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Monterey County Ranks #1 for Youth Homicide Victimization in California for Second Year in a Row, New Study Reveals

Annual Study Compares Rates of Homicide Victimization for Californians Ages 10 to 24 by County, Race, Ethnicity, Weapon Used, Circumstance, and Location

WASHINGTON - Monterey County’s young people suffer a murder rate that leads all California counties and is nearly three times the overall state rate for the same age range, according to “Lost Youth:  A County-by-County Analysis of 2010 California Homicide Victims Ages 10 to 24,” a study analyzing unpublished California Department of Justice Supplementary Homicide Report (SHR) data released today by the Violence Policy Center (VPC).  The study, available at and funded by The California Wellness Foundation, uses the most recent data available to rank California counties by their homicide victimization rates for youth and young adults ages 10 to 24.   


This is the second year that the VPC has released the study and the second year that Monterey County has led the rankings.  While for 2010 Monterey maintained its top ranking compared to other California counties, the county’s homicide victimization rate for this age group dropped from 31.24 per 100,000 in 2009 to 24.36 per 100,000 in 2010. 


Statewide, the homicide victimization rate for Californians ages 10 to 24 dropped from 10.48 per 100,000 in 2009 to 8.48 per 100,000 in 2010.  The appendix from the study comparing California counties’ 2009 rankings to their 2010 rankings can be found separately at   


The study finds overwhelmingly that firearms, usually handguns, are the weapon of choice in the homicides of youth and young adults.  The study also shows that there are vast disparities between groups:  in California, young African-Americans are more than 22 times more likely to be murdered than young whites; young Hispanics are more than five times more likely to be murdered than young whites.   


Josh Sugarmann, VPC executive director and study co-author states, “The homicide rates for youth and young adults across California show the urgent need for effective violence-prevention strategies that stress tailored, localized approaches that engage local leaders and community stakeholders.”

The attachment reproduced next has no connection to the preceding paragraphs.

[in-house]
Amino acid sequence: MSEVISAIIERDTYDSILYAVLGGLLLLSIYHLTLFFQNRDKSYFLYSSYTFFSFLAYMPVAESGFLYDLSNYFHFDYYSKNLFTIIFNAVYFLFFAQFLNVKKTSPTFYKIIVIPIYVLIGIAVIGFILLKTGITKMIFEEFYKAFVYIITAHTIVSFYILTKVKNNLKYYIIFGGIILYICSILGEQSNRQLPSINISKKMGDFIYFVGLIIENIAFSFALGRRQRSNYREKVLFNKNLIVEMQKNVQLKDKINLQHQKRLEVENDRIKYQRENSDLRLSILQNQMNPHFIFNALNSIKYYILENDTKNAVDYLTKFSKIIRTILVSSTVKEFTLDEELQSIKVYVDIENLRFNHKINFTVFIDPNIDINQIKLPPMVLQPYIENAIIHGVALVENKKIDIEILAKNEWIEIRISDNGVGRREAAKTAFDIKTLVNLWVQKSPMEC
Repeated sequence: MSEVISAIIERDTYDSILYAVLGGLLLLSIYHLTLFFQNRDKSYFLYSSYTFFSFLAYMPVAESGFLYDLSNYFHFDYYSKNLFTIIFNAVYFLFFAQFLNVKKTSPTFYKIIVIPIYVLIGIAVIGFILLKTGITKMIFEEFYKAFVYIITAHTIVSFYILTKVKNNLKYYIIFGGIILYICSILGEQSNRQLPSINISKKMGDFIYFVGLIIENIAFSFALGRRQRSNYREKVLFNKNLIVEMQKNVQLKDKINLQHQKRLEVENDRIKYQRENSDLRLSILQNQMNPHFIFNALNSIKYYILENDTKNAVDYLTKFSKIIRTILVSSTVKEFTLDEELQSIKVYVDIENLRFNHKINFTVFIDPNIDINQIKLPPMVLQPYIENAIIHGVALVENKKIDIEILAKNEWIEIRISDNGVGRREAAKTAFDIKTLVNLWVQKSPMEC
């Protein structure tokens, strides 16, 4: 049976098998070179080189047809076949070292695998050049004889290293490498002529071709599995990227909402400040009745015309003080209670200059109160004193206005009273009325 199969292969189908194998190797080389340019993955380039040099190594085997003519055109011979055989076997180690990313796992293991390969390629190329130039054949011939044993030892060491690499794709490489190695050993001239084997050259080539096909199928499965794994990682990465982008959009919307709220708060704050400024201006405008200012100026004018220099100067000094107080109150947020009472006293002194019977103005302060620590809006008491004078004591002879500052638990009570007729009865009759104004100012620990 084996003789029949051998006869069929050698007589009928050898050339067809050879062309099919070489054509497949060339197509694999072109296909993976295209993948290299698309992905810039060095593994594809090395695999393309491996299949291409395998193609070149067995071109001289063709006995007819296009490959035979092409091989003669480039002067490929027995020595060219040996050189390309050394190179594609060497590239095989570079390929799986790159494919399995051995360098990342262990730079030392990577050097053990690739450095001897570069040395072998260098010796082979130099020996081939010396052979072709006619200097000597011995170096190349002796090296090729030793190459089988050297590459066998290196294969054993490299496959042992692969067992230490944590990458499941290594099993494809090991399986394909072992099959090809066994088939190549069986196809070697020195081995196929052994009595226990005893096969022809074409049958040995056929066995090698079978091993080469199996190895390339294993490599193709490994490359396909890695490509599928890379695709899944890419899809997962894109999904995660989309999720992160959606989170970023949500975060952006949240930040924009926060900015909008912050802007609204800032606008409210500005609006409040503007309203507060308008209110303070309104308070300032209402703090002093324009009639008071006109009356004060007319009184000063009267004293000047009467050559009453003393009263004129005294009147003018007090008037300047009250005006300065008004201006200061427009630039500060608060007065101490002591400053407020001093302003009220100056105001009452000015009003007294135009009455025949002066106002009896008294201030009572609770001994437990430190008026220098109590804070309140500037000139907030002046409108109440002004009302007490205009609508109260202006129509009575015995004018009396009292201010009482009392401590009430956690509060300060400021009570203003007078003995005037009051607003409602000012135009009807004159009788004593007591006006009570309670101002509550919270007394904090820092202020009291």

The top 10 counties with each county's corresponding homicide victimization rate for its population of Californians ages 10 to 24 are: 


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  1) Monterey County, 24.36 per 100,000

  2) Alameda County, 18.41 per 100,000

  3) San Joaquin County, 18.36 per 100,000

  4) Tulare County, 18.06 per 100,000

  5) Merced County, 13.44 per 100,000

  6) Contra Costa County, 12.94 per 100,000

  7) Fresno County, 11.61 per 100,000

  8) San Francisco County, 11.52 per 100,000

  9) Madera County, 11.39 per 100,000

10) Los Angeles County, 11.35 per 100,000 


The study contains a detailed analysis for each of the top 10 counties, including:  gender; race/ethnicity; most common weapons; victim to offender relationship; circumstance; and, location.  (To help ensure more stable rates, only counties with a population of at least 25,000 youth and young adults between the ages of 10 to 24 were included in the study.  The selected counties account for 99 percent of homicide victims ages 10 to 24 in California and 98 percent of California’s population ages 10 to 24 for 2010.)  


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The Violence Policy Center is a national tax-exempt educational organization working for a safer America through research, investigation, analysis, and advocacy. The VPC provides information to policymakers, journalists, organizations, advocates, and the general public.

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